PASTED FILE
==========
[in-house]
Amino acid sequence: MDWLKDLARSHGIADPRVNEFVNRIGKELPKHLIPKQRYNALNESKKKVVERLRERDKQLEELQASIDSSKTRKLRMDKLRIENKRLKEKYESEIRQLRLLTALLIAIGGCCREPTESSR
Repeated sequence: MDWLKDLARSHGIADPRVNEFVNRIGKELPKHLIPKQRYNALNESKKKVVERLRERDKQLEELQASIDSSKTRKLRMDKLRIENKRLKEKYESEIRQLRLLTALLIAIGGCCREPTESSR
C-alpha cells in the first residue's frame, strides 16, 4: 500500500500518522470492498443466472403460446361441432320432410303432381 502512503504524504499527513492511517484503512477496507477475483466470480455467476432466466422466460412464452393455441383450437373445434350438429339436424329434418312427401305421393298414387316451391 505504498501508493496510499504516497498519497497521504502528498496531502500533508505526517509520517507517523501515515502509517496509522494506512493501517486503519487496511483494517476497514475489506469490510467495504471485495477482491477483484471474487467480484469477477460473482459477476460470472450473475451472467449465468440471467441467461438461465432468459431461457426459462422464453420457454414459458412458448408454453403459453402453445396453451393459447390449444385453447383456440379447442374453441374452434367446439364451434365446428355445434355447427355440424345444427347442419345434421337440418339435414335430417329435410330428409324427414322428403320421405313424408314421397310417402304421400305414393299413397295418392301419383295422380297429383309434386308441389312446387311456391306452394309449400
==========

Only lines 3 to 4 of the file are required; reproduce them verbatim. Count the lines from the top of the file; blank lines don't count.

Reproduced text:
Repeated sequence: MDWLKDLARSHGIADPRVNEFVNRIGKELPKHLIPKQRYNALNESKKKVVERLRERDKQLEELQASIDSSKTRKLRMDKLRIENKRLKEKYESEIRQLRLLTALLIAIGGCCREPTESSR
C-alpha cells in the first residue's frame, strides 16, 4: 500500500500518522470492498443466472403460446361441432320432410303432381 502512503504524504499527513492511517484503512477496507477475483466470480455467476432466466422466460412464452393455441383450437373445434350438429339436424329434418312427401305421393298414387316451391 505504498501508493496510499504516497498519497497521504502528498496531502500533508505526517509520517507517523501515515502509517496509522494506512493501517486503519487496511483494517476497514475489506469490510467495504471485495477482491477483484471474487467480484469477477460473482459477476460470472450473475451472467449465468440471467441467461438461465432468459431461457426459462422464453420457454414459458412458448408454453403459453402453445396453451393459447390449444385453447383456440379447442374453441374452434367446439364451434365446428355445434355447427355440424345444427347442419345434421337440418339435414335430417329435410330428409324427414322428403320421405313424408314421397310417402304421400305414393299413397295418392301419383295422380297429383309434386308441389312446387311456391306452394309449400